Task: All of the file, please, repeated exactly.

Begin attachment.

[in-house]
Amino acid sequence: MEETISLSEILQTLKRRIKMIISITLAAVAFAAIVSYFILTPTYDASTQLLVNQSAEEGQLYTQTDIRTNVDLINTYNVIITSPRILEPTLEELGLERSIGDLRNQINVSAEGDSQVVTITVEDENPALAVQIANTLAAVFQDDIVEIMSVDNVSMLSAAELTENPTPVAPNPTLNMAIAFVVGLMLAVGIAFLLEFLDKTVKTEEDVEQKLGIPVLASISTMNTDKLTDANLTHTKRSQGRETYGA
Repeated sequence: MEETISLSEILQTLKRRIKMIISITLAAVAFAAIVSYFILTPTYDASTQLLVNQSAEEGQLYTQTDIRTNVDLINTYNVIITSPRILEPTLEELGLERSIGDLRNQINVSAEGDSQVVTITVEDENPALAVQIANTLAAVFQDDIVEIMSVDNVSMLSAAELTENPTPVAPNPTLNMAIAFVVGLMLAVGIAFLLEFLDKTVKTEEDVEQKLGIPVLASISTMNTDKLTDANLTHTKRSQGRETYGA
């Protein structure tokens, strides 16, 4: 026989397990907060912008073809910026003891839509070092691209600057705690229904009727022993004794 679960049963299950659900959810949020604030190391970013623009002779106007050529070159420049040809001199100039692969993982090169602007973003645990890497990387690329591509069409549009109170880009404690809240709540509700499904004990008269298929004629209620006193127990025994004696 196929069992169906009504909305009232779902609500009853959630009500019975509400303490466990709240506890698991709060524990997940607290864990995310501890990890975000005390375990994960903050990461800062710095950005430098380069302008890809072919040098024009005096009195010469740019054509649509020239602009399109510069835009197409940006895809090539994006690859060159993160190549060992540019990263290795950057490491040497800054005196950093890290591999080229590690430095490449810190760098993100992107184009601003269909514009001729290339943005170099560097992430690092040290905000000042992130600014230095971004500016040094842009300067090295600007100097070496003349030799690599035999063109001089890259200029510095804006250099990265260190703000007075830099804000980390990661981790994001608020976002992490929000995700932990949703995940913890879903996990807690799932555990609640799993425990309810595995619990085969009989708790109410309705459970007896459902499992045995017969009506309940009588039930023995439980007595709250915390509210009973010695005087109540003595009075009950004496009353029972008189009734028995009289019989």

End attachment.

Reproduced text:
[in-house]
Amino acid sequence: MEETISLSEILQTLKRRIKMIISITLAAVAFAAIVSYFILTPTYDASTQLLVNQSAEEGQLYTQTDIRTNVDLINTYNVIITSPRILEPTLEELGLERSIGDLRNQINVSAEGDSQVVTITVEDENPALAVQIANTLAAVFQDDIVEIMSVDNVSMLSAAELTENPTPVAPNPTLNMAIAFVVGLMLAVGIAFLLEFLDKTVKTEEDVEQKLGIPVLASISTMNTDKLTDANLTHTKRSQGRETYGA
Repeated sequence: MEETISLSEILQTLKRRIKMIISITLAAVAFAAIVSYFILTPTYDASTQLLVNQSAEEGQLYTQTDIRTNVDLINTYNVIITSPRILEPTLEELGLERSIGDLRNQINVSAEGDSQVVTITVEDENPALAVQIANTLAAVFQDDIVEIMSVDNVSMLSAAELTENPTPVAPNPTLNMAIAFVVGLMLAVGIAFLLEFLDKTVKTEEDVEQKLGIPVLASISTMNTDKLTDANLTHTKRSQGRETYGA
């Protein structure tokens, strides 16, 4: 026989397990907060912008073809910026003891839509070092691209600057705690229904009727022993004794 679960049963299950659900959810949020604030190391970013623009002779106007050529070159420049040809001199100039692969993982090169602007973003645990890497990387690329591509069409549009109170880009404690809240709540509700499904004990008269298929004629209620006193127990025994004696 196929069992169906009504909305009232779902609500009853959630009500019975509400303490466990709240506890698991709060524990997940607290864990995310501890990890975000005390375990994960903050990461800062710095950005430098380069302008890809072919040098024009005096009195010469740019054509649509020239602009399109510069835009197409940006895809090539994006690859060159993160190549060992540019990263290795950057490491040497800054005196950093890290591999080229590690430095490449810190760098993100992107184009601003269909514009001729290339943005170099560097992430690092040290905000000042992130600014230095971004500016040094842009300067090295600007100097070496003349030799690599035999063109001089890259200029510095804006250099990265260190703000007075830099804000980390990661981790994001608020976002992490929000995700932990949703995940913890879903996990807690799932555990609640799993425990309810595995619990085969009989708790109410309705459970007896459902499992045995017969009506309940009588039930023995439980007595709250915390509210009973010695005087109540003595009075009950004496009353029972008189009734028995009289019989």